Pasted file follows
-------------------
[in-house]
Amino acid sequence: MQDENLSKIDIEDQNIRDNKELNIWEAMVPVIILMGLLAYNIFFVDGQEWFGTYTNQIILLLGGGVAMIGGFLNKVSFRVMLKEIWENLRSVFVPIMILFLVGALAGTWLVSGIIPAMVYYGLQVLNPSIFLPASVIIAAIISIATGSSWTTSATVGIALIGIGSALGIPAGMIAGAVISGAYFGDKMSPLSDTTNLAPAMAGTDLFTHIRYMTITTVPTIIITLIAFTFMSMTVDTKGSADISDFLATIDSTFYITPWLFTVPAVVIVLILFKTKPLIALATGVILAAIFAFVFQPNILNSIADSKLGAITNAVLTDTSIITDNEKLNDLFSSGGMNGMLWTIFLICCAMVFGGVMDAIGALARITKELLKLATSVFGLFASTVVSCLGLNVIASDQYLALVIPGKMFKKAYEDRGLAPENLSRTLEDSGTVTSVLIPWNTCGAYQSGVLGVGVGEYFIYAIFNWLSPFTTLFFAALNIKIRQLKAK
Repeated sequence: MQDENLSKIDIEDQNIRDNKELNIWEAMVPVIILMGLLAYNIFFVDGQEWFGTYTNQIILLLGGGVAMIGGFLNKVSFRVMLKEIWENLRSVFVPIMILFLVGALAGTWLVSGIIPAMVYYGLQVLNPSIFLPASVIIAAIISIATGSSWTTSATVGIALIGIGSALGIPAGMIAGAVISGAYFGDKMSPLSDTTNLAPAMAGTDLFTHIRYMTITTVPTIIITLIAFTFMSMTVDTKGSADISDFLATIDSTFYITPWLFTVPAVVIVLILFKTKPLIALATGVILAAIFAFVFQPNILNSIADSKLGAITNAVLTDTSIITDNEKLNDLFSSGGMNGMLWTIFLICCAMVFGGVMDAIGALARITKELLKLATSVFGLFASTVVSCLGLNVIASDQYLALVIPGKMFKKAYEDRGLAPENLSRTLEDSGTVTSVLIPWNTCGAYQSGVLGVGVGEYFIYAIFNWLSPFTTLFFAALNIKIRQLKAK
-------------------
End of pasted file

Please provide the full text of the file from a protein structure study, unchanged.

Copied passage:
[in-house]
Amino acid sequence: MQDENLSKIDIEDQNIRDNKELNIWEAMVPVIILMGLLAYNIFFVDGQEWFGTYTNQIILLLGGGVAMIGGFLNKVSFRVMLKEIWENLRSVFVPIMILFLVGALAGTWLVSGIIPAMVYYGLQVLNPSIFLPASVIIAAIISIATGSSWTTSATVGIALIGIGSALGIPAGMIAGAVISGAYFGDKMSPLSDTTNLAPAMAGTDLFTHIRYMTITTVPTIIITLIAFTFMSMTVDTKGSADISDFLATIDSTFYITPWLFTVPAVVIVLILFKTKPLIALATGVILAAIFAFVFQPNILNSIADSKLGAITNAVLTDTSIITDNEKLNDLFSSGGMNGMLWTIFLICCAMVFGGVMDAIGALARITKELLKLATSVFGLFASTVVSCLGLNVIASDQYLALVIPGKMFKKAYEDRGLAPENLSRTLEDSGTVTSVLIPWNTCGAYQSGVLGVGVGEYFIYAIFNWLSPFTTLFFAALNIKIRQLKAK
Repeated sequence: MQDENLSKIDIEDQNIRDNKELNIWEAMVPVIILMGLLAYNIFFVDGQEWFGTYTNQIILLLGGGVAMIGGFLNKVSFRVMLKEIWENLRSVFVPIMILFLVGALAGTWLVSGIIPAMVYYGLQVLNPSIFLPASVIIAAIISIATGSSWTTSATVGIALIGIGSALGIPAGMIAGAVISGAYFGDKMSPLSDTTNLAPAMAGTDLFTHIRYMTITTVPTIIITLIAFTFMSMTVDTKGSADISDFLATIDSTFYITPWLFTVPAVVIVLILFKTKPLIALATGVILAAIFAFVFQPNILNSIADSKLGAITNAVLTDTSIITDNEKLNDLFSSGGMNGMLWTIFLICCAMVFGGVMDAIGALARITKELLKLATSVFGLFASTVVSCLGLNVIASDQYLALVIPGKMFKKAYEDRGLAPENLSRTLEDSGTVTSVLIPWNTCGAYQSGVLGVGVGEYFIYAIFNWLSPFTTLFFAALNIKIRQLKAK